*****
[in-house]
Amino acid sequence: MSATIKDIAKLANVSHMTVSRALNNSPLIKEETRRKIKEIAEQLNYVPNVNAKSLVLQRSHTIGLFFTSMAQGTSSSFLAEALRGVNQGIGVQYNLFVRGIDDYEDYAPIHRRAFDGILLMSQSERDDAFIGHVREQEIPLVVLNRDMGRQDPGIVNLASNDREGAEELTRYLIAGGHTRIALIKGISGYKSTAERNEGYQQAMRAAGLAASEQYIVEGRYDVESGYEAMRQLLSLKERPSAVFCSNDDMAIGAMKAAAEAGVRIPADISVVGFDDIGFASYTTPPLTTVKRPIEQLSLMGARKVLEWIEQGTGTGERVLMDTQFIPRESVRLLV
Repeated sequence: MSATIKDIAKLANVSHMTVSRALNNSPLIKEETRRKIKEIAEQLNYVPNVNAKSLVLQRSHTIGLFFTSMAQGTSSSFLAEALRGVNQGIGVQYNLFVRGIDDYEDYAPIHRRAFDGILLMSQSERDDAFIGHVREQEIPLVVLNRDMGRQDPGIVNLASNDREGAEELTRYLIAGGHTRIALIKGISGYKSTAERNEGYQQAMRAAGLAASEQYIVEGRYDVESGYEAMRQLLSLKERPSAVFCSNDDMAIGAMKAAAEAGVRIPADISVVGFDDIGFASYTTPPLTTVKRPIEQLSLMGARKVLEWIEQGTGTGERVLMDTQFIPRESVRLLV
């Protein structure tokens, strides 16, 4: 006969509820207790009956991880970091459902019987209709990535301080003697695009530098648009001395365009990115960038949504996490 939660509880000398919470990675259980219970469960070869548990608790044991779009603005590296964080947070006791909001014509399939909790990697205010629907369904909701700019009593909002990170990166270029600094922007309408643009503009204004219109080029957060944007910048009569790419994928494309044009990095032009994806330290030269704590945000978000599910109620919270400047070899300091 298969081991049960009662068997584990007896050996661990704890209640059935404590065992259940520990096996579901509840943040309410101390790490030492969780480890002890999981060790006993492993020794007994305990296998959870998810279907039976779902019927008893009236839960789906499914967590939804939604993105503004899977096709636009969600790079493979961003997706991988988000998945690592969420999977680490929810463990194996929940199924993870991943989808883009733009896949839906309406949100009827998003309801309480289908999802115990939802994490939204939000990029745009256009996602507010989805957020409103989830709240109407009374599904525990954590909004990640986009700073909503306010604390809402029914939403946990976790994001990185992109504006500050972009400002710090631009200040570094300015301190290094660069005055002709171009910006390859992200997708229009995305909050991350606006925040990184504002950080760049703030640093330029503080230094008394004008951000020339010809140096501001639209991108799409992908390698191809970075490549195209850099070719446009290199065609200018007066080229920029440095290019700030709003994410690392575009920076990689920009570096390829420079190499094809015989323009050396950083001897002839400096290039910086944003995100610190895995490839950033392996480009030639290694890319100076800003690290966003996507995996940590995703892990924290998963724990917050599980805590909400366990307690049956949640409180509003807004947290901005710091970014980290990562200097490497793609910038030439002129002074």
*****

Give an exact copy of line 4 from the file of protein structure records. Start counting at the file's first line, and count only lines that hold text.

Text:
């Protein structure tokens, strides 16, 4: 006969509820207790009956991880970091459902019987209709990535301080003697695009530098648009001395365009990115960038949504996490 939660509880000398919470990675259980219970469960070869548990608790044991779009603005590296964080947070006791909001014509399939909790990697205010629907369904909701700019009593909002990170990166270029600094922007309408643009503009204004219109080029957060944007910048009569790419994928494309044009990095032009994806330290030269704590945000978000599910109620919270400047070899300091 298969081991049960009662068997584990007896050996661990704890209640059935404590065992259940520990096996579901509840943040309410101390790490030492969780480890002890999981060790006993492993020794007994305990296998959870998810279907039976779902019927008893009236839960789906499914967590939804939604993105503004899977096709636009969600790079493979961003997706991988988000998945690592969420999977680490929810463990194996929940199924993870991943989808883009733009896949839906309406949100009827998003309801309480289908999802115990939802994490939204939000990029745009256009996602507010989805957020409103989830709240109407009374599904525990954590909004990640986009700073909503306010604390809402029914939403946990976790994001990185992109504006500050972009400002710090631009200040570094300015301190290094660069005055002709171009910006390859992200997708229009995305909050991350606006925040990184504002950080760049703030640093330029503080230094008394004008951000020339010809140096501001639209991108799409992908390698191809970075490549195209850099070719446009290199065609200018007066080229920029440095290019700030709003994410690392575009920076990689920009570096390829420079190499094809015989323009050396950083001897002839400096290039910086944003995100610190895995490839950033392996480009030639290694890319100076800003690290966003996507995996940590995703892990924290998963724990917050599980805590909400366990307690049956949640409180509003807004947290901005710091970014980290990562200097490497793609910038030439002129002074």